Sunday, November 8, 2015

Living on the Star-trails of Fantasy

In her wonderfully evocative and imaginative book, What It Is, the multi-talented Lynda Barry maps her own journey as a creative person using drawings and words. She tells us things about her own explorations. She asks us questions about our own journey.

On a page brimming with her drawings -- a little girl crying near the fire with a mouse looking at her, a bear scratching its way out of the page and patterns of birds on branches -- she tells us about the child that she once was.

"There are certain children who are told they are too sensitive, and there are certain adults who believe sensitivity is a problem that can be fixed in the way crooked teeth can be fixed and made straight. And when these two come together, you get a fairy tale, a kind of story with hopelessness in it."

A kind of story with hopelessness. A story that points to where you are in its unfolding. A story that has been played out before and that is spreading its wings in your own life right now. 

Barry tells us how immensely helpful this can be, how recognizing the myths we are living can help us transform our feelings. 

"They can't transform your actual situation, but they can transform your experience of it. We don't create a fantasy world to escape reality, we create it to be able to stay. I believe we have always done this, used images to stand and understand what otherwise would be intolerable."

We don't create a fantasy world to escape reality. We create it to be able to stay. I love that she says this, that imagination can be used not as an escape, but as a way to engage with reality, a way to be in reality without going mad. When we give up our connection to a larger story, when we give up our imagination and just bow down to the clunky reality and rationality, we are crumbling our soul. 

We forget that we bring our own way of looking to the experience. We can think of ourselves as bobbing away helplessly in a sea of experiences or we can bring our own meaning, our own imagination into them and make them liveable. 

Without the essence of the meaning, without the spark that our imagination gives them, our experiences are meaningless, random things happening to us. 

Of course, sometimes we can use our imagination to our detriment. We can become ungrounded. But what Barry is telling us is the positive use of imagination. It gives the golden thread to our life. We don't throw ourselves on the rocks of so-called reality that can sometimes be hard and cold.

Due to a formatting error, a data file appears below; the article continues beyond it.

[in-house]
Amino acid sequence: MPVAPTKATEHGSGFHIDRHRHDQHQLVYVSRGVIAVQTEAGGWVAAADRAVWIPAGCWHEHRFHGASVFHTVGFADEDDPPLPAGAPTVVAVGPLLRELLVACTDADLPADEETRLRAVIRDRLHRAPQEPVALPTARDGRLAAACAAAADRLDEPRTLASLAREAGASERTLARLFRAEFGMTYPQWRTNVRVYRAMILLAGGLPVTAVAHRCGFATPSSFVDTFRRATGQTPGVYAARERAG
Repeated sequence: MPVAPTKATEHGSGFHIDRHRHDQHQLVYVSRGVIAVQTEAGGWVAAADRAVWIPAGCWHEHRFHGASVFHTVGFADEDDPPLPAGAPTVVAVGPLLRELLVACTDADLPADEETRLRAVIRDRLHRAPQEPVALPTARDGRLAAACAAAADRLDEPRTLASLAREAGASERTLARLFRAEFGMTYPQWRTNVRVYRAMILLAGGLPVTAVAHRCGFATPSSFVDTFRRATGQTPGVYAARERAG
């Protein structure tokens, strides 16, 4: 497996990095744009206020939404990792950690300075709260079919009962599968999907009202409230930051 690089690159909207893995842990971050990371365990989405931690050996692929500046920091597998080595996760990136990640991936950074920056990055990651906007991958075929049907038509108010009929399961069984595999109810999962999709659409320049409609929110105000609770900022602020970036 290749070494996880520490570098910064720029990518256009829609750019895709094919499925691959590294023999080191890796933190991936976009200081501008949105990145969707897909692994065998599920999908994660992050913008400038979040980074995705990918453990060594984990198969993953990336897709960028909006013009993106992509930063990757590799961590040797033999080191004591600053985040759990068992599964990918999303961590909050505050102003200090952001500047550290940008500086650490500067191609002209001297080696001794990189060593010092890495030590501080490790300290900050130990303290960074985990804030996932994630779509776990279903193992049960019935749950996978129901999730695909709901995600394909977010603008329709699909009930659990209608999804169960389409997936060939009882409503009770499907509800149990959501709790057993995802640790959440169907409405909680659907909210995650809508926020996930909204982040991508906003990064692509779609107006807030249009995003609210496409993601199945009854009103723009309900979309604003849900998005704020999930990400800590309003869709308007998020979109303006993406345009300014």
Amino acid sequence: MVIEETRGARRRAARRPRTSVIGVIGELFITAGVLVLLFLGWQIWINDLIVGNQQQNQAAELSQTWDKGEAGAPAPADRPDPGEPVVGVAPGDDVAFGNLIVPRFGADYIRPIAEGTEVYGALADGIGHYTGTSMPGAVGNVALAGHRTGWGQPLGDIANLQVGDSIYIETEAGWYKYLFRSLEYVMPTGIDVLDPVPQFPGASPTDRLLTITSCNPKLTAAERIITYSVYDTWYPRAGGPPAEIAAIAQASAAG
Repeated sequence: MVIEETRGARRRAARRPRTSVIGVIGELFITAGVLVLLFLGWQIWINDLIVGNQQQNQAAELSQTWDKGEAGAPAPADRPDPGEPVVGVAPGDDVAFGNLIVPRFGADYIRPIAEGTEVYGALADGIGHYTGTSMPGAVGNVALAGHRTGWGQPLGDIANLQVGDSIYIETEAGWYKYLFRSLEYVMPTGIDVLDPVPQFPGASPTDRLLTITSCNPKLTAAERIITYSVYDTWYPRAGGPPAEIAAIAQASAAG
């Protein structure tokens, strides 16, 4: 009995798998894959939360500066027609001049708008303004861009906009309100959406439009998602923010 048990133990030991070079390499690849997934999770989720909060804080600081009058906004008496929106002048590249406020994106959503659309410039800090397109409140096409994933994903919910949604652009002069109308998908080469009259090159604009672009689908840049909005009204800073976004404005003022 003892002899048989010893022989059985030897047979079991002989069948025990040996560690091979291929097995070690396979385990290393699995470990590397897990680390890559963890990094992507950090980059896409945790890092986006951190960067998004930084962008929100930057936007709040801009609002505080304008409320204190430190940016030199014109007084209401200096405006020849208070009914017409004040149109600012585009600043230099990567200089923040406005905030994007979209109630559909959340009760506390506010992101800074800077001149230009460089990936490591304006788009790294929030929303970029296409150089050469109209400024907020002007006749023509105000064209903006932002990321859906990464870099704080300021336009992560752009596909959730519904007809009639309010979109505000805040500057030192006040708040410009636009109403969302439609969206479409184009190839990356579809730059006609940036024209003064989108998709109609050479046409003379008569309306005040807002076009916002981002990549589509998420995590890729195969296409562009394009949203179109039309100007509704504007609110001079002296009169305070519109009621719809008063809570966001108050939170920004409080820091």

We have this instinct to spin stories and meanings right from the time we are little. 

Think about a child reading books that makes them cry, Barry tells us. Think about what these stories mean. They tell the little child about who he or she is. They hold up a mirror. Something in them connects to their essence. They provide a shelter for their growing self. Remember how as children we curled inside our stories for comfort? 

What would happen to this child if they couldn't imagine, couldn't find their place in the story? 

"It seems that human beings everywhere understand that a child who is never allowed to play will eventually go mad. But how do we know this? And why do we know this? And what happens when we forget?"

What happens when we forget? 

We do forget as we grow up. Maybe, we give up our playing, our pretending, our imagining ourselves into our stories because we think that that is what grown ups do. But maybe we need to make up our own stories, look for stories that seem like our own and settle down in them to be really comfortable with reality. 

We need this to connect to something bigger when things are hard. We need this to steer clear of the harsh edges of things that don't make sense. Our stories lead our way forward through dangerous terrains. They tell us that our answers are made inside of us. We can't find them outside. 

What would happen if you again became friends with your imagination? That is what I am trying to imagine. Maybe things will again seem softer, more fluid. Maybe things again will have a shine in them, a reason for their happening, a reason for our going through them. Maybe, the wild imagination that looks "unreasonable" to others is exactly what clears the way for walking on solid ground. 

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